The risks of perinatal HIV transmission do not currently constitute grounds for morally criticizing the reproductive choices of particular infected women. A contextualized assessment of morally relevant factors might in some cases, however, justify judgments of reproductive irresponsibility. Although no women should be subject to any form of coercive pressure when making the decision to initiate or continue pregnancy, a "moral-education" model of nondirective counseling may be appropriate for women carrying HIV. Not even highly desirable, concerted public efforts to foster social justice will eliminate the ethical questions of whether these women should have children and how to counsel them.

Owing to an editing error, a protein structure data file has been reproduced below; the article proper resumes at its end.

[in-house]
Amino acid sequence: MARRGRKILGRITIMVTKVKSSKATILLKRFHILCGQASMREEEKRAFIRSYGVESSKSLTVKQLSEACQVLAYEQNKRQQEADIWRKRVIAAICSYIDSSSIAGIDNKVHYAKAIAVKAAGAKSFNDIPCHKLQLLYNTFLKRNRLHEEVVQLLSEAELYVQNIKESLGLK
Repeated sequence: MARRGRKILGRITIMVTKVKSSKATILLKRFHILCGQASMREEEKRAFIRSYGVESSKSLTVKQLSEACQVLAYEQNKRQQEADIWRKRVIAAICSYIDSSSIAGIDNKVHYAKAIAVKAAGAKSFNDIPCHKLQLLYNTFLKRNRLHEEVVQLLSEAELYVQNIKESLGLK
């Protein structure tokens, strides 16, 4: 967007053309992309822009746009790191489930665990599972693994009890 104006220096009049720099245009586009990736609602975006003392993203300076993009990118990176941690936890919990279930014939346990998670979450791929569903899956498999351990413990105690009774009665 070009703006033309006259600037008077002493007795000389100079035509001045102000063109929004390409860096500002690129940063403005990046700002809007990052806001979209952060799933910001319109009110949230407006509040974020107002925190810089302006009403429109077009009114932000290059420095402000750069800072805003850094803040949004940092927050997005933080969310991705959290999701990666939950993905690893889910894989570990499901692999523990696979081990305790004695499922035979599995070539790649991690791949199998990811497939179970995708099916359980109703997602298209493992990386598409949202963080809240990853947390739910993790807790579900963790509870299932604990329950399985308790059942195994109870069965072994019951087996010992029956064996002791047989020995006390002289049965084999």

PIP: Women infected with the human immunodeficiency virus (HIV) face a 20-30% risk of transmitting the virus perinatally and 25-30% of infected infants die before 2 years of age. The phenomenon of growing numbers of HIV-infected women in the US raises complex ethical questions about the individual rights of these women to reproductive freedom versus the societal goal of reducing the spread of acquired immunodeficiency syndrome (AIDS). Proposed is a model for assessment of the ethical dimensions of reproductive choices comprised of 4 elements: 1) the ability and willingness of parents to assume proper responsibility for the child, 2) the magnitude of the threatened harm, 3) the probability that harm will actually occur, and 4) the burden that parents must assume to avert the threatened harm. The risks of perinatal HIV infection lie on the margins of societal acceptability, yet careful moral scrutiny is called for on a case-by-case basis. Use of the above model would suggest justification for an asymptomatic women recently infected with HIV, married to an uninfected man who is committed to raising a child with the help of a large extended family, and opposed to abortion, to continue with her pregnancy. On the other hand, the model would not support continuation of pregnancy in the case of a homeless drug addict in poor health whose previous children have been placed in foster care. Also problematic is determination of the type of counseling that should be provided to HIV-positive women. Most appropriate at this time appears to be a moral education model of nondirective counseling aimed at providing support to a woman's choice after she has pondered all the ethical dilemmas posed by reproduction.